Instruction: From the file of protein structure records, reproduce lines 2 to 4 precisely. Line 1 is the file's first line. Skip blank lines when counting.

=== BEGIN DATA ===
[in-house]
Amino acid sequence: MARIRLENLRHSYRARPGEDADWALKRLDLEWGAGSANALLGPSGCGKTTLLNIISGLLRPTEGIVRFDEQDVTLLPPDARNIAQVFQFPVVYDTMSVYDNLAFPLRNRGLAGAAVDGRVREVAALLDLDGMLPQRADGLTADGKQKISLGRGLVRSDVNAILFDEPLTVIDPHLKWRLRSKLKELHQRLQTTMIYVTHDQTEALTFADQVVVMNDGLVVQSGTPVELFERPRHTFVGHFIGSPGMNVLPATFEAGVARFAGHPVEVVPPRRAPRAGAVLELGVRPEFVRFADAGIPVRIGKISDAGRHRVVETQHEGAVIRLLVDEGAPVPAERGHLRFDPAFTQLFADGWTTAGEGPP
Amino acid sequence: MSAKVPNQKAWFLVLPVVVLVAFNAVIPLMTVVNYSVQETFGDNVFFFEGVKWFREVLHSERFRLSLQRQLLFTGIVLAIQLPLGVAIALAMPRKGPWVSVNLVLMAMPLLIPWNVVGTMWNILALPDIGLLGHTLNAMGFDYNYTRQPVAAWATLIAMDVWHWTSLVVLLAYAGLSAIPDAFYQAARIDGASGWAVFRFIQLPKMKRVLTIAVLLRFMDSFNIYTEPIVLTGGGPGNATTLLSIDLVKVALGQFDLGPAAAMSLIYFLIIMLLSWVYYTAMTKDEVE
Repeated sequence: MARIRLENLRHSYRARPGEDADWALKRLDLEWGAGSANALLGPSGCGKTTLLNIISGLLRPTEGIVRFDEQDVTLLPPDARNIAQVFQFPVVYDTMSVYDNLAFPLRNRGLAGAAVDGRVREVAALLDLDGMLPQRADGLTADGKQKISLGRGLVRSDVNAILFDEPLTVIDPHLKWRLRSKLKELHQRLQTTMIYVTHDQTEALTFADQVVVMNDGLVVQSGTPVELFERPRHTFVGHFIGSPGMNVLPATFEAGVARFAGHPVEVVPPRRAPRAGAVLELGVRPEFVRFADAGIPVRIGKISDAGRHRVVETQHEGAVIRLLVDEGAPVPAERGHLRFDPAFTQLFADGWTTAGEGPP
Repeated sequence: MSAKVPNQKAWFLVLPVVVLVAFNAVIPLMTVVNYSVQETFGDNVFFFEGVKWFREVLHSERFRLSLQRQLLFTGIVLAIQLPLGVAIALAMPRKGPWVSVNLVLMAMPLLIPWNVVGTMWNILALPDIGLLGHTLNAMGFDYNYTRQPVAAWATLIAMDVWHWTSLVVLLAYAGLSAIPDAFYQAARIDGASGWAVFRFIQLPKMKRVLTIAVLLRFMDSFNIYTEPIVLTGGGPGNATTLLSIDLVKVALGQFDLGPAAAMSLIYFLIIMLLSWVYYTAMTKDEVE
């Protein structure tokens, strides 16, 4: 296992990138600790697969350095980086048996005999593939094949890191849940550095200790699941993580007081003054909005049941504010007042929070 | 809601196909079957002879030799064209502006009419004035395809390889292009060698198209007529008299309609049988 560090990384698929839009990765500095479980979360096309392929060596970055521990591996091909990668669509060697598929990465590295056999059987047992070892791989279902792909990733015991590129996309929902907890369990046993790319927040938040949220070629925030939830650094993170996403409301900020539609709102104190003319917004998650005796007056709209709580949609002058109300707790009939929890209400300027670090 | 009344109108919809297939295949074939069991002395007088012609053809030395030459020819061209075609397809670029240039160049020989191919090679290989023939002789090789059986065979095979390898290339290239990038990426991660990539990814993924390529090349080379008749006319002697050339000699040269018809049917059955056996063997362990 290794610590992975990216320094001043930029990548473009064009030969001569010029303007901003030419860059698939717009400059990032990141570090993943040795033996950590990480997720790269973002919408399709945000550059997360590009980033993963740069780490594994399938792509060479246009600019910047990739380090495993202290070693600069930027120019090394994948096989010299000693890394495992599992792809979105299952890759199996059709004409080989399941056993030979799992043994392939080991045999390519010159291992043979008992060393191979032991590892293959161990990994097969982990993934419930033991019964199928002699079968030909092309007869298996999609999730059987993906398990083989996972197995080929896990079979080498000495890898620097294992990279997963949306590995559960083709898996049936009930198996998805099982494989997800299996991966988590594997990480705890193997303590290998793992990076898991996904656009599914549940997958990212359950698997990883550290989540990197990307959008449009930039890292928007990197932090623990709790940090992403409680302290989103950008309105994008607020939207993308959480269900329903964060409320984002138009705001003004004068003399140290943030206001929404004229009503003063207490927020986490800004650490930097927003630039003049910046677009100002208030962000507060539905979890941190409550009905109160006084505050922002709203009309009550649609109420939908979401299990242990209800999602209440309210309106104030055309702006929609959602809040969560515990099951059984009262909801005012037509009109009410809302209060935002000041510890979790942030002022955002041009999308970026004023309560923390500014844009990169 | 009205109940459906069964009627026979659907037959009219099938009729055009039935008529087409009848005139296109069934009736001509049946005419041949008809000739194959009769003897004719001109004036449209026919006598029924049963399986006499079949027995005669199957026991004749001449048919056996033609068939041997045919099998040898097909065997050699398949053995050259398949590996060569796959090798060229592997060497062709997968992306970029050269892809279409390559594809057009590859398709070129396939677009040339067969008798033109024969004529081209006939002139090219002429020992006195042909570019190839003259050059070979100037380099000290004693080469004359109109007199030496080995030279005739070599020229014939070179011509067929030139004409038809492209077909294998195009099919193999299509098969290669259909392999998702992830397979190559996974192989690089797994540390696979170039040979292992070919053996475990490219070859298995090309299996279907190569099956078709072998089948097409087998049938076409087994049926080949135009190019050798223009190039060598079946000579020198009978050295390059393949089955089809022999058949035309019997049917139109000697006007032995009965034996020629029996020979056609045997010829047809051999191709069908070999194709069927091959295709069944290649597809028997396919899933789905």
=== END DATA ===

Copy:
Amino acid sequence: MARIRLENLRHSYRARPGEDADWALKRLDLEWGAGSANALLGPSGCGKTTLLNIISGLLRPTEGIVRFDEQDVTLLPPDARNIAQVFQFPVVYDTMSVYDNLAFPLRNRGLAGAAVDGRVREVAALLDLDGMLPQRADGLTADGKQKISLGRGLVRSDVNAILFDEPLTVIDPHLKWRLRSKLKELHQRLQTTMIYVTHDQTEALTFADQVVVMNDGLVVQSGTPVELFERPRHTFVGHFIGSPGMNVLPATFEAGVARFAGHPVEVVPPRRAPRAGAVLELGVRPEFVRFADAGIPVRIGKISDAGRHRVVETQHEGAVIRLLVDEGAPVPAERGHLRFDPAFTQLFADGWTTAGEGPP
Amino acid sequence: MSAKVPNQKAWFLVLPVVVLVAFNAVIPLMTVVNYSVQETFGDNVFFFEGVKWFREVLHSERFRLSLQRQLLFTGIVLAIQLPLGVAIALAMPRKGPWVSVNLVLMAMPLLIPWNVVGTMWNILALPDIGLLGHTLNAMGFDYNYTRQPVAAWATLIAMDVWHWTSLVVLLAYAGLSAIPDAFYQAARIDGASGWAVFRFIQLPKMKRVLTIAVLLRFMDSFNIYTEPIVLTGGGPGNATTLLSIDLVKVALGQFDLGPAAAMSLIYFLIIMLLSWVYYTAMTKDEVE
Repeated sequence: MARIRLENLRHSYRARPGEDADWALKRLDLEWGAGSANALLGPSGCGKTTLLNIISGLLRPTEGIVRFDEQDVTLLPPDARNIAQVFQFPVVYDTMSVYDNLAFPLRNRGLAGAAVDGRVREVAALLDLDGMLPQRADGLTADGKQKISLGRGLVRSDVNAILFDEPLTVIDPHLKWRLRSKLKELHQRLQTTMIYVTHDQTEALTFADQVVVMNDGLVVQSGTPVELFERPRHTFVGHFIGSPGMNVLPATFEAGVARFAGHPVEVVPPRRAPRAGAVLELGVRPEFVRFADAGIPVRIGKISDAGRHRVVETQHEGAVIRLLVDEGAPVPAERGHLRFDPAFTQLFADGWTTAGEGPP